According to the website of Mental Health America, which runs a campaign called B4Stage4, early symptoms of mental health issues might not become serious. While it is true that they often go away on their own, when they don’t go away, it usually takes 10 years from the time of their first occurrence to the time of proper diagnosis and correct treatment.
Since America’s mental health care system is far from perfect, here are a few tips on how to navigate it:
#1. Find a therapist
Finding a therapist that you feel good about will most probably take longer than you thought, according to Alyssa Petersel, LMSW, founder and CEO of MyWellbeing, a site helping the residents of New York City find their therapist match. This website has a free questionnaire to match people from New York City with potential therapists. However, if you are not from New York, you can find a therapist by reading bios of therapists in your city or zip on Psychology Today. Just remember to cross-reference to check if they’re covered by your insurance.
Even in cases when a provider is out of network, an insurance company may still cover part of your fee. Pooja Lashmin, MD a clinical assistant professor in the department of psychiatry and behavioral sciences at the George Washington University School of Medicine and Health Sciences and founder of Gemma, a digital education platform for women’s mental health, recommends that you ask your prospective providers for the CPT code or current procedural terminology code, which describes a medical procedure that they would use for the sessions. After that, you should call your insurance company to ask them how much they will reimburse for that code.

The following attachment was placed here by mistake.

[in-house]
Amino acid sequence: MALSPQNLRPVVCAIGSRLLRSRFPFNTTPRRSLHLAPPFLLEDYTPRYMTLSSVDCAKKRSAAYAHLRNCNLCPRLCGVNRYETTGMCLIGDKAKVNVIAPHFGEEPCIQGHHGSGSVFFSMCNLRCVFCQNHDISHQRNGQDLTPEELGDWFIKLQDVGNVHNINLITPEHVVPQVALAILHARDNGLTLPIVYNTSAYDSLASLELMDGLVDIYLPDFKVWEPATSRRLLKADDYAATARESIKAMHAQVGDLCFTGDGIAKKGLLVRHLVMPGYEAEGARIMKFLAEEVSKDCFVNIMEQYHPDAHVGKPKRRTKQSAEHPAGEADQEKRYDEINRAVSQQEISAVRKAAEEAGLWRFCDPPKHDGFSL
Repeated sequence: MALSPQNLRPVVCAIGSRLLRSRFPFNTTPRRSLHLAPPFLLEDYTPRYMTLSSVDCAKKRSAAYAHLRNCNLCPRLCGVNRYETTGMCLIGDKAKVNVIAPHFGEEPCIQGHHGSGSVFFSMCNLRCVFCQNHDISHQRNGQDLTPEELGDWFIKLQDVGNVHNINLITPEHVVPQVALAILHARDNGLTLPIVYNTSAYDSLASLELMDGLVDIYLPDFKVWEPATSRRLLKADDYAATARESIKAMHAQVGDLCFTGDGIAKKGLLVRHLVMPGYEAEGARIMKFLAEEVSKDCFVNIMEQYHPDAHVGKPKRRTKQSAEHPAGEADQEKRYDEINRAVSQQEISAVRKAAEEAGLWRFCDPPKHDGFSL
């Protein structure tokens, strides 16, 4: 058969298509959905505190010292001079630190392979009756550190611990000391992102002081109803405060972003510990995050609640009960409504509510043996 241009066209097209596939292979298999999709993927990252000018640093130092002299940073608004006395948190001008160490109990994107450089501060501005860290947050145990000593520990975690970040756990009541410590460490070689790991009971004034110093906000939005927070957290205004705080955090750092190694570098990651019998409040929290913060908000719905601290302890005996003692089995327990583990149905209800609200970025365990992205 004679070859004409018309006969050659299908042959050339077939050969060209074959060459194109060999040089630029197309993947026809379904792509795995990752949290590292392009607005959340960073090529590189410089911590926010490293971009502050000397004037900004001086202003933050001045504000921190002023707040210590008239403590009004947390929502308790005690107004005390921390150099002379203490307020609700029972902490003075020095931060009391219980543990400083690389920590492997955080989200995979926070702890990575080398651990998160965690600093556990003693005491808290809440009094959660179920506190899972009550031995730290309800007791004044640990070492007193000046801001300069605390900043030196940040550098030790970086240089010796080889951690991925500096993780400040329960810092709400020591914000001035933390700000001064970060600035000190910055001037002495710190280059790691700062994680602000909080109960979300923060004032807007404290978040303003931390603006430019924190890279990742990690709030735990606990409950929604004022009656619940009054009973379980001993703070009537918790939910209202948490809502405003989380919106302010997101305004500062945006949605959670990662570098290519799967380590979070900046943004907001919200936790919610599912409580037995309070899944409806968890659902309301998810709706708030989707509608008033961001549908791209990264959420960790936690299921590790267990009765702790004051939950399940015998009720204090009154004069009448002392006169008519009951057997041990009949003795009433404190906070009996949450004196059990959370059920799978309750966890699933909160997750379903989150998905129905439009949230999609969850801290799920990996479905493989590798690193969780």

Another way to lower the cost of therapy is to use the services of residents of local medical and psychology schools.
# 2. Apply for benefits from a therapy charity.
The Loveland Therapy Fund has partnerships with Therapy for Black Girls, National Queer and Trans Therapists of Color Network, Talkspace, and Open Path Collective. The application process is super easy.
# 3. Have patience on the mental health care journey.
No matter which route you take, the first therapist you talk to may not be the one you need. Sharlene Kemler, CEO of the Loveland Foundation funding mental health care for Black women and girls through partnerships with Therapy for Black Girls, National Queer and Trans Therapists of Color Network, Talkspace, and Open Path Collective compares finding the right therapists to dating as it will take several sessions before it happens.